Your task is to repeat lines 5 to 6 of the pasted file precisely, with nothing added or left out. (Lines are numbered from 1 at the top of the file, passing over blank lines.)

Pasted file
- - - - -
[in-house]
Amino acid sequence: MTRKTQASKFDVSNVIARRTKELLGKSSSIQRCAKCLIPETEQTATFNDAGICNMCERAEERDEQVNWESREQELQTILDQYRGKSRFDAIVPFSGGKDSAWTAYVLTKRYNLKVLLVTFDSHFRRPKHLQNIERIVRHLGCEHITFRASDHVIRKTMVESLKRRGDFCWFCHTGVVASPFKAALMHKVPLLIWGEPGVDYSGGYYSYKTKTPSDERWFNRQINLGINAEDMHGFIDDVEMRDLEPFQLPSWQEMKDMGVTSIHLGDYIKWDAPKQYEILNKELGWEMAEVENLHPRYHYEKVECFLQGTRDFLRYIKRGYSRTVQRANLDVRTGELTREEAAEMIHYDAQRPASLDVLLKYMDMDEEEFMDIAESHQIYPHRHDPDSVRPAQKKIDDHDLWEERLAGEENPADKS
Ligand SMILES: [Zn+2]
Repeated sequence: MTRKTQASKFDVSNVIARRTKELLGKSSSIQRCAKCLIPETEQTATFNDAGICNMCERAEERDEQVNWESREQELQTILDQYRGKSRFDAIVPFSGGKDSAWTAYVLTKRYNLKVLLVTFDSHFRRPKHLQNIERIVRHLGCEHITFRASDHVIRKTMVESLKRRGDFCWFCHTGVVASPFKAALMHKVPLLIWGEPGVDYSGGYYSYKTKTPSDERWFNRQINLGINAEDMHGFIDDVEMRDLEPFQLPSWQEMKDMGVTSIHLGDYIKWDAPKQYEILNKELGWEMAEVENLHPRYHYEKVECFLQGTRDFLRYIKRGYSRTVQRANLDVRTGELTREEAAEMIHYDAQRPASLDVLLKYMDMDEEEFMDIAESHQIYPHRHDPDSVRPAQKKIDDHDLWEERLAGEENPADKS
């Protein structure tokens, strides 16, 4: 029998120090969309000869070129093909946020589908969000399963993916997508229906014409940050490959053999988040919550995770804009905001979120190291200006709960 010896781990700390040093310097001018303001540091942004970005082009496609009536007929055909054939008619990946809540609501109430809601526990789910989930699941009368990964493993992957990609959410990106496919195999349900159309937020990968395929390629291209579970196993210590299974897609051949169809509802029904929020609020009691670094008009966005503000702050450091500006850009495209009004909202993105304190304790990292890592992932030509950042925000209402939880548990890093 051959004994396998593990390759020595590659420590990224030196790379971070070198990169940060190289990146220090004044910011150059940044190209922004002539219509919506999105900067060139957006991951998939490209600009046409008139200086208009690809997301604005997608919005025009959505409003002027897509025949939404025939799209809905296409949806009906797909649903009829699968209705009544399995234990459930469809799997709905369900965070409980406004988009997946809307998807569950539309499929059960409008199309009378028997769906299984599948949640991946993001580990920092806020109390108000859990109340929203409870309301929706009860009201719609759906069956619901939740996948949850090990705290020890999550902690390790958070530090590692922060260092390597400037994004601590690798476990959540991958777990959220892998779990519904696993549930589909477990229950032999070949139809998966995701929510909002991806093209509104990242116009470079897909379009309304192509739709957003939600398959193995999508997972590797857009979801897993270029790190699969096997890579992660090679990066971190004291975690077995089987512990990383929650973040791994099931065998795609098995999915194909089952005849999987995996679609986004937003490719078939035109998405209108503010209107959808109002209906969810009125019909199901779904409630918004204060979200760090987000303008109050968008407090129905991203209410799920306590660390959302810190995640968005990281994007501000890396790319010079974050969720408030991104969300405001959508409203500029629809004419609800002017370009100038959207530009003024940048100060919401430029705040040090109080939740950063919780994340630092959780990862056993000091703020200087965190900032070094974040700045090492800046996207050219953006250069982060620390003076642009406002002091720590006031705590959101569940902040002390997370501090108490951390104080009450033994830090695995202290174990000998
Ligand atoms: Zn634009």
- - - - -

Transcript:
């Protein structure tokens, strides 16, 4: 029998120090969309000869070129093909946020589908969000399963993916997508229906014409940050490959053999988040919550995770804009905001979120190291200006709960 010896781990700390040093310097001018303001540091942004970005082009496609009536007929055909054939008619990946809540609501109430809601526990789910989930699941009368990964493993992957990609959410990106496919195999349900159309937020990968395929390629291209579970196993210590299974897609051949169809509802029904929020609020009691670094008009966005503000702050450091500006850009495209009004909202993105304190304790990292890592992932030509950042925000209402939880548990890093 051959004994396998593990390759020595590659420590990224030196790379971070070198990169940060190289990146220090004044910011150059940044190209922004002539219509919506999105900067060139957006991951998939490209600009046409008139200086208009690809997301604005997608919005025009959505409003002027897509025949939404025939799209809905296409949806009906797909649903009829699968209705009544399995234990459930469809799997709905369900965070409980406004988009997946809307998807569950539309499929059960409008199309009378028997769906299984599948949640991946993001580990920092806020109390108000859990109340929203409870309301929706009860009201719609759906069956619901939740996948949850090990705290020890999550902690390790958070530090590692922060260092390597400037994004601590690798476990959540991958777990959220892998779990519904696993549930589909477990229950032999070949139809998966995701929510909002991806093209509104990242116009470079897909379009309304192509739709957003939600398959193995999508997972590797857009979801897993270029790190699969096997890579992660090679990066971190004291975690077995089987512990990383929650973040791994099931065998795609098995999915194909089952005849999987995996679609986004937003490719078939035109998405209108503010209107959808109002209906969810009125019909199901779904409630918004204060979200760090987000303008109050968008407090129905991203209410799920306590660390959302810190995640968005990281994007501000890396790319010079974050969720408030991104969300405001959508409203500029629809004419609800002017370009100038959207530009003024940048100060919401430029705040040090109080939740950063919780994340630092959780990862056993000091703020200087965190900032070094974040700045090492800046996207050219953006250069982060620390003076642009406002002091720590006031705590959101569940902040002390997370501090108490951390104080009450033994830090695995202290174990000998
Ligand atoms: Zn634009």